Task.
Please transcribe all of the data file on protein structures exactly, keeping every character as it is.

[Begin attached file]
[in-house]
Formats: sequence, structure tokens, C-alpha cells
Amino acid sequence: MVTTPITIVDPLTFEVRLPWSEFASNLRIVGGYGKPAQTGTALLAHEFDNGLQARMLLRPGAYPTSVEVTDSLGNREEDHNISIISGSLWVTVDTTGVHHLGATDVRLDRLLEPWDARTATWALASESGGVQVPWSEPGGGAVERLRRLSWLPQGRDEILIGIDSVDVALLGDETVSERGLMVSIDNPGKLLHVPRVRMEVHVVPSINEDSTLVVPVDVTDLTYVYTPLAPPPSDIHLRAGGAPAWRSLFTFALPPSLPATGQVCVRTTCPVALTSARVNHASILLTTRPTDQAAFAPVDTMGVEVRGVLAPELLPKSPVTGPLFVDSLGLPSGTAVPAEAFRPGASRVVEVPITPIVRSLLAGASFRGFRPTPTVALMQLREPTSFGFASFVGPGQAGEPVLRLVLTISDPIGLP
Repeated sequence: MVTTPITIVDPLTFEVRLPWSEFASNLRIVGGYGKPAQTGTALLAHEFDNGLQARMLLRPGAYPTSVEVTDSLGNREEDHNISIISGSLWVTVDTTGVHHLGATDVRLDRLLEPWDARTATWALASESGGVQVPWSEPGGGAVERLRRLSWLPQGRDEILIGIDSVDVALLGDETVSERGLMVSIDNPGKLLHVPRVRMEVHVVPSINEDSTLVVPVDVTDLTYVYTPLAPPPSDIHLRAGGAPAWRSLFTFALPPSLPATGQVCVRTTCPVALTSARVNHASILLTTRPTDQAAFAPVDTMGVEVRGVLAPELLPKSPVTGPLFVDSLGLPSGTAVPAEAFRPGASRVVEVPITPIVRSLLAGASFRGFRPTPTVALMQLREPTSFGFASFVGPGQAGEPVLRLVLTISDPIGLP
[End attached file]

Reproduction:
[in-house]
Formats: sequence, structure tokens, C-alpha cells
Amino acid sequence: MVTTPITIVDPLTFEVRLPWSEFASNLRIVGGYGKPAQTGTALLAHEFDNGLQARMLLRPGAYPTSVEVTDSLGNREEDHNISIISGSLWVTVDTTGVHHLGATDVRLDRLLEPWDARTATWALASESGGVQVPWSEPGGGAVERLRRLSWLPQGRDEILIGIDSVDVALLGDETVSERGLMVSIDNPGKLLHVPRVRMEVHVVPSINEDSTLVVPVDVTDLTYVYTPLAPPPSDIHLRAGGAPAWRSLFTFALPPSLPATGQVCVRTTCPVALTSARVNHASILLTTRPTDQAAFAPVDTMGVEVRGVLAPELLPKSPVTGPLFVDSLGLPSGTAVPAEAFRPGASRVVEVPITPIVRSLLAGASFRGFRPTPTVALMQLREPTSFGFASFVGPGQAGEPVLRLVLTISDPIGLP
Repeated sequence: MVTTPITIVDPLTFEVRLPWSEFASNLRIVGGYGKPAQTGTALLAHEFDNGLQARMLLRPGAYPTSVEVTDSLGNREEDHNISIISGSLWVTVDTTGVHHLGATDVRLDRLLEPWDARTATWALASESGGVQVPWSEPGGGAVERLRRLSWLPQGRDEILIGIDSVDVALLGDETVSERGLMVSIDNPGKLLHVPRVRMEVHVVPSINEDSTLVVPVDVTDLTYVYTPLAPPPSDIHLRAGGAPAWRSLFTFALPPSLPATGQVCVRTTCPVALTSARVNHASILLTTRPTDQAAFAPVDTMGVEVRGVLAPELLPKSPVTGPLFVDSLGLPSGTAVPAEAFRPGASRVVEVPITPIVRSLLAGASFRGFRPTPTVALMQLREPTSFGFASFVGPGQAGEPVLRLVLTISDPIGLP